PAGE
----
2 PhD positions on the study of fossil DNA in Antarctic lake sediment cores in Annick Wilmotte laboratory and the other on eukaryotes in the lab of Elie Verleyen and Wim Vyverman

Three research positions (2 fully funded PhD fellowships, 1 PhD or Post-doc) in ‘Late Quaternary evolutionary dynamics of Cyanobacteria and eukaryote biota in Antarctic lakes’
Ghent University and the University of Liège are recruiting two PhD students who will be engaged in the recently started project HabitAnt: ‘Past and future habitability in Antarctic lakes: succession, colonization, extinction, and survival in glacial refugia’, funded by BelSPO BRAIN-BE. The project also includes the Royal Institute of Natural Sciences (Brussels) where the invertebrates will be studied by a research assistant (PhD or postdoc level).

Coupled climate and Earth-system models predict increased temperatures and altered precipitation patterns in vast regions of Maritime and coastal Continental Antarctica. These changes will likely result in more extensive glacial melt and the expansion of ice-free areas, increasing connectivity between regions, and changes in their hydrology. These projected environmental changes are expected to cause biotic homogenization between regions. Recent studies demonstrated that terrestrial and lacustrine biota in the Antarctic are more globally distinct and biogeographically structured than previously believed, due to the long-term survival and diversification of taxa in isolated glacial refugia. Hence, it is to be expected that biotic homogenisation will significantly increase the risk of extinction of endemic species and the spread of invasive species.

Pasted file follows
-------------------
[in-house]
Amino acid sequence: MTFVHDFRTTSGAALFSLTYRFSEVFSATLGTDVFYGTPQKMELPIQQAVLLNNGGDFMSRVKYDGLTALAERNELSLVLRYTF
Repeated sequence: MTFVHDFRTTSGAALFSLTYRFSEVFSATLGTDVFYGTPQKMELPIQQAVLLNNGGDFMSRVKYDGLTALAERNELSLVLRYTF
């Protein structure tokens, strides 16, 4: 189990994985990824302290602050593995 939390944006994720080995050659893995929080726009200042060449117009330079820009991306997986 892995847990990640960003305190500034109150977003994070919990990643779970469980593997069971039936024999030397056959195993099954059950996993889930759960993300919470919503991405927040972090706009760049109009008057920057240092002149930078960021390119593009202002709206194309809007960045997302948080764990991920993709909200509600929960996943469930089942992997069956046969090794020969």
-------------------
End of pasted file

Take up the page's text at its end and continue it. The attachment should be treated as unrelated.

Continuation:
The students’ work will be organized to design two (or three) complementary PhD theses. They will use fossil DNA in lake sediment cores, and develop molecular phylogenies of focal taxa to study the processes that contributed to the present-day diversity of organisms in Antarctic lakes. The processes studied include the long-term persistence of biota in glacial refugia, and extinction, colonization, diversification and biological succession in response to past climate and environmental changes.

Job description
The job tasks will include:
– Extraction of fossil DNA and the development of DNA libraries for high-throughput sequencing.
– Development of multi-gene molecular phylogenies.
– Bioinformatics and statistical analysis of metagenomic and DNA amplicon datasets.

We offer an intellectually challenging environment, high-quality training to develop hard and soft skills, and opportunities to participate in sampling campaigns to Antarctica and international scientific conferences. The research fellows will be hosted at the three different Belgian partner institutions, but joint PhD degrees are envisaged and several tasks will be done in a close collaboration between the respective research groups.
Please follow the links below for more information on the two individual PhD fellowships:
PhD on the diversity, ecology and evolution of micro-eukaryotes (Ghent University)
PhD on the diversity, ecology and evolution of Cyanobacteria (University of Liège)
Note that the position at the RBINS will be advertised in 2022.

For more information, contact Prof. Elie Verleyen (elie.verleyen@ugent.be).

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